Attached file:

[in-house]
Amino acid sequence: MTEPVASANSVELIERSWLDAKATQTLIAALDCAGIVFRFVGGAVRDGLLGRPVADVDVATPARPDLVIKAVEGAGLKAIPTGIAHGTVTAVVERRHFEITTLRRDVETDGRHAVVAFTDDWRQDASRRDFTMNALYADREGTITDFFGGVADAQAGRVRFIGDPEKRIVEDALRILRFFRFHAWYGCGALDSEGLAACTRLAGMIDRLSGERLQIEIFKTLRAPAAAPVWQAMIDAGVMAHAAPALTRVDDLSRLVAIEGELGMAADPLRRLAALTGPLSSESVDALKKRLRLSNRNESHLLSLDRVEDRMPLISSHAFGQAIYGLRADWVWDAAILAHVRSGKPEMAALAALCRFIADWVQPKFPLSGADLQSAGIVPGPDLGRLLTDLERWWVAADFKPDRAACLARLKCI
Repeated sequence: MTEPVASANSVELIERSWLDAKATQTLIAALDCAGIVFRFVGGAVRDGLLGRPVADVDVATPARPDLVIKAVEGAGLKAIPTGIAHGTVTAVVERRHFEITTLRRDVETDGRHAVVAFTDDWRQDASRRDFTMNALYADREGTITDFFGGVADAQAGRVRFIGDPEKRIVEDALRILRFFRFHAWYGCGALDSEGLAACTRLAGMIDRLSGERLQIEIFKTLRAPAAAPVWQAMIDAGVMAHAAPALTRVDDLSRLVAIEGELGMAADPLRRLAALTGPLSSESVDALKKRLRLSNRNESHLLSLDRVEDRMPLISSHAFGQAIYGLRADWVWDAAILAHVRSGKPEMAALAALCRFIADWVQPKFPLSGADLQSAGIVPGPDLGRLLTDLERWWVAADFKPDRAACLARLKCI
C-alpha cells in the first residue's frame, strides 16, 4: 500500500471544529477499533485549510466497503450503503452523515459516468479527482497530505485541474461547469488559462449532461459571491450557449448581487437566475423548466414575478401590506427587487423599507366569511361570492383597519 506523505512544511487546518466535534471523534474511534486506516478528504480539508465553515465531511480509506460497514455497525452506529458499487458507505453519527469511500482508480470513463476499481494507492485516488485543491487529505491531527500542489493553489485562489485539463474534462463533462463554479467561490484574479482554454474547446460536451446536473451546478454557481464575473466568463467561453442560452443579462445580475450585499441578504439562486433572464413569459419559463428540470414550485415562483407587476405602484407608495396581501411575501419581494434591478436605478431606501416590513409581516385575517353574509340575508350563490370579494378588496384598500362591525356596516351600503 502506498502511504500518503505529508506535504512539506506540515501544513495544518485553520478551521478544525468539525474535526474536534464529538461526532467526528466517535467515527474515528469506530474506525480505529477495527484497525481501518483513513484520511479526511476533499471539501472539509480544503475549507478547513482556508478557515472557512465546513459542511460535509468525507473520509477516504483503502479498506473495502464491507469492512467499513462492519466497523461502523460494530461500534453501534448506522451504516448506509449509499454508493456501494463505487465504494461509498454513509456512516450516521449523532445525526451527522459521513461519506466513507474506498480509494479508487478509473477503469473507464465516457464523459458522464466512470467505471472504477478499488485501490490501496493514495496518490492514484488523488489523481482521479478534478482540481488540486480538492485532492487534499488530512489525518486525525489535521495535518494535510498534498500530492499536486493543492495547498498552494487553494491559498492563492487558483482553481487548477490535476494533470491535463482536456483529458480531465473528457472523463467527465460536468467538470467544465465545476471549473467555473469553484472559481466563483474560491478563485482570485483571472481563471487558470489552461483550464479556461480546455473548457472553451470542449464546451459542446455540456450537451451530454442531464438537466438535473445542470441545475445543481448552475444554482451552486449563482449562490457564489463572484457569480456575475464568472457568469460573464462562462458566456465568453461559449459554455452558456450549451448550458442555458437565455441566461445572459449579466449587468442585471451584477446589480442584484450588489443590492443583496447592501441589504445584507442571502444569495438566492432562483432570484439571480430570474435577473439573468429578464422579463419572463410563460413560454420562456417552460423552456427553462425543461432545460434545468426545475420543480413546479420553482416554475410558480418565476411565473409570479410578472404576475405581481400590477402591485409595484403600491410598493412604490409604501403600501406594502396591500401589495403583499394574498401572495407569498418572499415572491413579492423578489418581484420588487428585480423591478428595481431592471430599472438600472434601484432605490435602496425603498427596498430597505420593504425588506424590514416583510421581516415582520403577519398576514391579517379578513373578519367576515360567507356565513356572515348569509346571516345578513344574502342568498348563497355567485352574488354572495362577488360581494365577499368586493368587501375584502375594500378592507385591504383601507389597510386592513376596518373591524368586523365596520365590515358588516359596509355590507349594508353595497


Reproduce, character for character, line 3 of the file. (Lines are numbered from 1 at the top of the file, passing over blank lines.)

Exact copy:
Repeated sequence: MTEPVASANSVELIERSWLDAKATQTLIAALDCAGIVFRFVGGAVRDGLLGRPVADVDVATPARPDLVIKAVEGAGLKAIPTGIAHGTVTAVVERRHFEITTLRRDVETDGRHAVVAFTDDWRQDASRRDFTMNALYADREGTITDFFGGVADAQAGRVRFIGDPEKRIVEDALRILRFFRFHAWYGCGALDSEGLAACTRLAGMIDRLSGERLQIEIFKTLRAPAAAPVWQAMIDAGVMAHAAPALTRVDDLSRLVAIEGELGMAADPLRRLAALTGPLSSESVDALKKRLRLSNRNESHLLSLDRVEDRMPLISSHAFGQAIYGLRADWVWDAAILAHVRSGKPEMAALAALCRFIADWVQPKFPLSGADLQSAGIVPGPDLGRLLTDLERWWVAADFKPDRAACLARLKCI